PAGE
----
The predatory mite Neoseiulus cucumeris (also called Amblyseius cucumeris) is widely used for the biological control of thrips in greenhouse crops. These predatory mites feed mostly on first instar thrips larvae. Neoseiulus cucumeris is a valuable solution in integrated pest management (IPM) strategies, where it acts as a natural enemy to help control thrips populations.
Neoseiulus cucumeris for pest control
Neoseiulus cucumeris is used for the control of the following pests:
Neoseiulus cucumeris mites actively seek out and prey on the first instar larvae of various thrips species.
Feeding behaviour of Neoseiulus cucumeris
Predatory mites pierce their prey and suck out the contents. In addition to thrips, Neoseiulus cucumeris preys on several other small organisms such as spider mites and tarsonemid mites. They also feed on pollen, which is useful for instance in sweet pepper crops as the predatory mite can establish itself in the crop before the pest appears. The success of predatory mites in controlling thrips is mainly dependent on the size of the prey larvae. Thrips larvae try to defend themselves against an attack by a predatory mite by violently jerking their abdomens. First instar thrips larvae can be overpowered much more easily than second instar larvae, and smaller thrips species more easily than larger ones. Thus, Neoseiulus cucumeris preys almost exclusively on first instar larvae of Western flower thrips (Frankliniella occidentalis). Nymphs of the predatory mite have more trouble in capturing prey than adults, and thrips larvae killed by an adult mite are sometimes partly consumed by the nymphs. At 25°C under optimal conditions, an adult female Neoseiulus cucumeris consumes about six first instar Western flower thrips (Frankliniella occidentalis) larvae per day and lays about two eggs per day.
Life cycle of Neoseiulus cucumeris
The life cycle of Neoseiulus cucumeris consists of the following stages: egg, larva, protonymph, deutonymph and adult. Eggs are laid on the underside of leaves on leaf hairs or in the axils of main and side veins. They are oval, white and have a diameter of approximately 0.14 mm. The larvae have six legs, are the same colour as the eggs, and are only slightly larger. They do not need to feed to develop into a protonymph. The nymphs are larger than the larvae, have eight legs and are pale brown. Adult mites have eight legs, are light beige and have a flat, elongated body. They are roughly 0.4 mm in length. Males are smaller than females. Protonymphs, deutonymphs and adults are very mobile and actively search for food on the underside of leaves. Due to their size and colour they are difficult to spot in the crop.
Best conditions for use of Neoseiulus cucumeris
Neoseiulus cucumeris is most effective at temperatures between 15 and 25°C (59 and 77°F). It is not effective at temperatures above 30°C/86°F. Neoseiulus cucumeris is sensitive to relative humidity below 70%.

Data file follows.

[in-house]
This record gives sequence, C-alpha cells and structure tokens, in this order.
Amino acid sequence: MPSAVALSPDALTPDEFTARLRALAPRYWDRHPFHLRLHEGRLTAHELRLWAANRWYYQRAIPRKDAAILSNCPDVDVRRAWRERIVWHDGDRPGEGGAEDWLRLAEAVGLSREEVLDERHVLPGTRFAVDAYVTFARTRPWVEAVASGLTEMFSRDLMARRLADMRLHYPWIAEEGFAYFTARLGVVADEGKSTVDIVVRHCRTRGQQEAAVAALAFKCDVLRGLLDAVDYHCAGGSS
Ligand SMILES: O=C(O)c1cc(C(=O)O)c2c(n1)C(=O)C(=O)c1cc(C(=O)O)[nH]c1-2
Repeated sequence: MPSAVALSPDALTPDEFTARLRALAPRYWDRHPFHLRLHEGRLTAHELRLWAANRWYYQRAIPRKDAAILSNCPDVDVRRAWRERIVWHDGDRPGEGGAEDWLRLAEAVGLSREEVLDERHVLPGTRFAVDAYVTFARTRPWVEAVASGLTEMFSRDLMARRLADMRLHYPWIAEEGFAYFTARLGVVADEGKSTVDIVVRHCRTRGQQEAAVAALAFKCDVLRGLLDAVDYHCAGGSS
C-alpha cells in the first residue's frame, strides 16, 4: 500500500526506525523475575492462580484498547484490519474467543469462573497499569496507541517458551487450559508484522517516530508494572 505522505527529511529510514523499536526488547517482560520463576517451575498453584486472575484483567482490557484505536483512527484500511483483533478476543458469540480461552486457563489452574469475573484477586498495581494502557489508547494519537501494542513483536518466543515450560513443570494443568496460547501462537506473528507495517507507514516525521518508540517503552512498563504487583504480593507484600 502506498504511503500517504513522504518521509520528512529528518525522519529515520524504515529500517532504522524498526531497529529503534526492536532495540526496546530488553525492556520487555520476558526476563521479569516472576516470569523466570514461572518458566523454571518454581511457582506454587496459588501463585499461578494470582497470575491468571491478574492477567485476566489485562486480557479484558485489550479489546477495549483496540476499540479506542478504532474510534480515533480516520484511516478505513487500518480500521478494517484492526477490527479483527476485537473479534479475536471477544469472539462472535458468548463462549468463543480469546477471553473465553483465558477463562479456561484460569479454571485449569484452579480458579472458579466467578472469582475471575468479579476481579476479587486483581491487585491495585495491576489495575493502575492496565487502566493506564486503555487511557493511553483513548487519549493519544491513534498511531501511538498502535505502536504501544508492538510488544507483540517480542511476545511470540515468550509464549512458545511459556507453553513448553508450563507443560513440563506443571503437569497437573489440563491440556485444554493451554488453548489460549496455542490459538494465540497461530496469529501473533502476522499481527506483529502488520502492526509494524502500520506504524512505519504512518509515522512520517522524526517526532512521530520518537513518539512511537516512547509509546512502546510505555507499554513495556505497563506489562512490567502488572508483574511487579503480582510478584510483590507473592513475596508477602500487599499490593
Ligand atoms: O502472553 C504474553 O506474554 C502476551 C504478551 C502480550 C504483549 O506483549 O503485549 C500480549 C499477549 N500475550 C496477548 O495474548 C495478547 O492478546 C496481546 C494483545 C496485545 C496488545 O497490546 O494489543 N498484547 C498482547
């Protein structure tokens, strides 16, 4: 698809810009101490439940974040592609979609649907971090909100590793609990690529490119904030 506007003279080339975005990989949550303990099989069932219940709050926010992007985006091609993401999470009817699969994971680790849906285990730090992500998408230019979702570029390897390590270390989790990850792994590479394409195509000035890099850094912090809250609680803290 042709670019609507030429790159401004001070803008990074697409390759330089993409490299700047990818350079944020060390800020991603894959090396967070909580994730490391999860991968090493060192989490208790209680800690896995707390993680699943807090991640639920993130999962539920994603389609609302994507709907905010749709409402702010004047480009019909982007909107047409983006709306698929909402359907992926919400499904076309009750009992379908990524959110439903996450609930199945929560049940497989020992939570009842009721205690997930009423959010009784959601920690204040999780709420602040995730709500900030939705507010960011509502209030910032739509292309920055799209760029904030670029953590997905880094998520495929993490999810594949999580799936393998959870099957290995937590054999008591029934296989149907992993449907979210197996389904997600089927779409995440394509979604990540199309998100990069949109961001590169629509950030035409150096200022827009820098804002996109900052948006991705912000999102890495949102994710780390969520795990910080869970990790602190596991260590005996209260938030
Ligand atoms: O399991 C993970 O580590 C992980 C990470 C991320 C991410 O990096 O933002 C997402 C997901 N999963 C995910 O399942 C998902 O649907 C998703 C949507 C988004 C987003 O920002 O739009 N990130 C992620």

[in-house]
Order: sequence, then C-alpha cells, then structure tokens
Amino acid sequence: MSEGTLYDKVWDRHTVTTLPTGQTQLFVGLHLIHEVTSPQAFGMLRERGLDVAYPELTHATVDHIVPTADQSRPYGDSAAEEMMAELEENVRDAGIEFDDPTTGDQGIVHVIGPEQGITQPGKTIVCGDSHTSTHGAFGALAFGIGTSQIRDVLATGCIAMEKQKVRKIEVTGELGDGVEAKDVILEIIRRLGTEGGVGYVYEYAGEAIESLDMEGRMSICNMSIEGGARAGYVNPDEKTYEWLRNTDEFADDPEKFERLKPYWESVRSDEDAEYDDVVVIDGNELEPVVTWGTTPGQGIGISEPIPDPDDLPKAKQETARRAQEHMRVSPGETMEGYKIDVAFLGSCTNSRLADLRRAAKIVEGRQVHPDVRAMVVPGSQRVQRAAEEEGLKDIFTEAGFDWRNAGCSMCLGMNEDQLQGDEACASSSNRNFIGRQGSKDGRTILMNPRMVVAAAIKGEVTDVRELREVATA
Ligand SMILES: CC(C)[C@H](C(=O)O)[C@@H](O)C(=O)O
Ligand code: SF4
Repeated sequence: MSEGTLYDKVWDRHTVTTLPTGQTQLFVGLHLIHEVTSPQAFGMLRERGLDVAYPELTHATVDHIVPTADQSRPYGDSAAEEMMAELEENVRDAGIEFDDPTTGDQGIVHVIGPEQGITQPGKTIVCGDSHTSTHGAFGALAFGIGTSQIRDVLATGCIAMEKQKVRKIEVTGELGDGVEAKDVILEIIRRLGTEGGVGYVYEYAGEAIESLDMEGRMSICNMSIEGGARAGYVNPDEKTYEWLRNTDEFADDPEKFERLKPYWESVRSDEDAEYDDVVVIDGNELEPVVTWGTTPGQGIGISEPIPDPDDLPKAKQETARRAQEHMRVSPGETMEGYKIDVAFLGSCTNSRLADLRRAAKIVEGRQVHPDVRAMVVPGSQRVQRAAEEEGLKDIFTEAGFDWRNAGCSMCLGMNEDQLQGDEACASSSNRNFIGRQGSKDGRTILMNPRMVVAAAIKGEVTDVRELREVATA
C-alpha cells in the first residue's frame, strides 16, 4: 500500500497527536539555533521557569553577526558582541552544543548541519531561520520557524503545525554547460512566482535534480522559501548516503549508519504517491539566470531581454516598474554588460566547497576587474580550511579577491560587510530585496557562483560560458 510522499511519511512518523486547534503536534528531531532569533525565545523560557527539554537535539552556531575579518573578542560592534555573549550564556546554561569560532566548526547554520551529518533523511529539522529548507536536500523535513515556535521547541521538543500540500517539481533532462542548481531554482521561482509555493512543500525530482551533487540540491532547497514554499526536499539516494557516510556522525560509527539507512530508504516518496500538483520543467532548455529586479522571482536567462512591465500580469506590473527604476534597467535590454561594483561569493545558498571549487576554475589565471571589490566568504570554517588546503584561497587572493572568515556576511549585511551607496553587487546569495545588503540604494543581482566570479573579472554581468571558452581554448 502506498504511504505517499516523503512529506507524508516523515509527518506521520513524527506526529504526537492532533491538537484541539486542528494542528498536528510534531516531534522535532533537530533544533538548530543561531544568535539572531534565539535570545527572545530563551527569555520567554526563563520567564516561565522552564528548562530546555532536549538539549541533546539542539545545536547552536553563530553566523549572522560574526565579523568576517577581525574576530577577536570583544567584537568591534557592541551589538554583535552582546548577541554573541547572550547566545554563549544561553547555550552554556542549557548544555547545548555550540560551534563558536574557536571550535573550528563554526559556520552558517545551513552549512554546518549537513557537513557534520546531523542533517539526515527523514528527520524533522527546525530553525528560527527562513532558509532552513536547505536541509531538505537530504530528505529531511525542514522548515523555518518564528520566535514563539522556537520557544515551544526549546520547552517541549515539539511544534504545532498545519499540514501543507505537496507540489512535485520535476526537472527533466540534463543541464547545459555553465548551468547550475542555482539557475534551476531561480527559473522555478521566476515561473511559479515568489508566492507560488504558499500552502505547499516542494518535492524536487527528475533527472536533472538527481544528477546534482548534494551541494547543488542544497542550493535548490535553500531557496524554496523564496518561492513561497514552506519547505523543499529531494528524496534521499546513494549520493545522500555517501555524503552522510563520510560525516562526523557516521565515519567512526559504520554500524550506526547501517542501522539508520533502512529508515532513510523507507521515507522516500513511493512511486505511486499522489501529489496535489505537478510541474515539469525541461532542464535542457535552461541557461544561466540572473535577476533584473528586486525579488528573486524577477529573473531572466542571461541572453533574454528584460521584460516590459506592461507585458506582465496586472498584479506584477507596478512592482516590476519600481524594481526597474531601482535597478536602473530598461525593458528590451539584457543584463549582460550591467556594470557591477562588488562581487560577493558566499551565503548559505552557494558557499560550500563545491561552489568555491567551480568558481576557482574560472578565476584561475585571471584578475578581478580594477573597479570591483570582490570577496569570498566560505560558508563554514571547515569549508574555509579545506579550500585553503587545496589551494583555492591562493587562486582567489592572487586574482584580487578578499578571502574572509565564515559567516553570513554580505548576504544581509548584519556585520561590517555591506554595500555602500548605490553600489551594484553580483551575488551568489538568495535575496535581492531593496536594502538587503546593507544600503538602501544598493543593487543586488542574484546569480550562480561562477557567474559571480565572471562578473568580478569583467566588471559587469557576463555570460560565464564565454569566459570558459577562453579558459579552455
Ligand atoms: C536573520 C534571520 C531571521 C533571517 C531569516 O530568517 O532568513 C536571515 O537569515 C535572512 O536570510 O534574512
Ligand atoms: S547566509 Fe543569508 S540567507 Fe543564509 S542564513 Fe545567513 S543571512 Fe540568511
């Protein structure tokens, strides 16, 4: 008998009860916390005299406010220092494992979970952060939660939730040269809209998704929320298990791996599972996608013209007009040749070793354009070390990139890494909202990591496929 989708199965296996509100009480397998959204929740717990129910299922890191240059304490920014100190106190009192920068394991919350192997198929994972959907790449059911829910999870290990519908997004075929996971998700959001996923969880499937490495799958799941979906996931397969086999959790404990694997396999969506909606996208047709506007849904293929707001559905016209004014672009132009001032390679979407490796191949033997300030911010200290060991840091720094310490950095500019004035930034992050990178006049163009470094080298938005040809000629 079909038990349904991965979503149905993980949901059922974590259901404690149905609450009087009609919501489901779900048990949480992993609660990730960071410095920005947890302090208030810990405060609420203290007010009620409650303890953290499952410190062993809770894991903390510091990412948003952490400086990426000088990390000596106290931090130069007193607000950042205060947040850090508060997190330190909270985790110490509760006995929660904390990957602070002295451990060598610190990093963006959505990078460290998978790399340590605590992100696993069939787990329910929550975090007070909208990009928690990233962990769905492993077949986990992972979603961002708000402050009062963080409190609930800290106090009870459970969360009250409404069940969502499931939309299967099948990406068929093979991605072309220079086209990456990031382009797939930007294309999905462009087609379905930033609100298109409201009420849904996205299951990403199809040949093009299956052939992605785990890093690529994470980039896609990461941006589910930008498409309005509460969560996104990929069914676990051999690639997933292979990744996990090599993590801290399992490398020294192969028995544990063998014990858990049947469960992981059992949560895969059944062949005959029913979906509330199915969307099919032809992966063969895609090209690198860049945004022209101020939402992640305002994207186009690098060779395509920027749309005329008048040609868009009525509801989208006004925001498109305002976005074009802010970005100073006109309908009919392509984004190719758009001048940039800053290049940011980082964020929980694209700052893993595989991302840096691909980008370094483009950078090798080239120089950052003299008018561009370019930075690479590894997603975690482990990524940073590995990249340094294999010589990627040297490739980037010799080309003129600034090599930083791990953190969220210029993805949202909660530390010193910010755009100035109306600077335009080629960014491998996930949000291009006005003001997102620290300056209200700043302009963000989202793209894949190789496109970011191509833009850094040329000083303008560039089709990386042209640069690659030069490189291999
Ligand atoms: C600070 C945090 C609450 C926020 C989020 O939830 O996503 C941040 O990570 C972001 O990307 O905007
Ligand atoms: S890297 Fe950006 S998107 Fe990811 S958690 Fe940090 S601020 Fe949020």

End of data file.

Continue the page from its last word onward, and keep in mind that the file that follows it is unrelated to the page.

Neoseiulus cucumeris in bottles or buckets
- Turn and shake the bottle or bucket gently before use
- o Bottle: Push the centre of the cap to open the dosage hole
- o Bucket: Use a spoon to distribute Thripex
- Sprinkle material on leaves or put small heaps on rockwool slabs
- Make sure the material remains on the introduction site for at least a few hours after introduction
- Choose at least 4,000 introduction points per hectare, evenly distributed over the total surface
- Can also be applied with (Mini)-Air(o)bug
The dosage of Thripex, Thripex-V depends on climate, crop and pest density and should always be adjusted to the particular situation. Start introduction as soon as the first pest mites are detected in the crop. Introduction rates typically range from 50-100 per m2/release. Releases should be repeated if necessary. Consult a Koppert advisor or a recognized distributor of Koppert products for advice on the best strategy for your situation.
Neoseiulus cucumeris in sachets
The predatory mite Neoseiulus cucumeris is also available in breeding sachets (Thripex-Plus). In this case the predatory mites multiply in the sachet and disperse into the crop over a period of several weeks.
- Hang sachets in sheltered locations in the crop, avoid hanging into direct sunlight
- Sachets already have an exit hole
- Hold sachets by the cardboard strip at the top, to avoid damaging the predatory mites
The dosage of Thripex-Plus depends on climate, crop and pest density and should always be adjusted to the particular situation. Start introduction preventively or as soon as the first pest mites are detected in the crop. Use at least 4,000 sachets per ha and hang them evenly spaced in the crop. Release should be repeated after 4 weeks if the pest is not controlled. Consult a Koppert advisor or a recognized distributor of Koppert products for advice on the best strategy for your situation.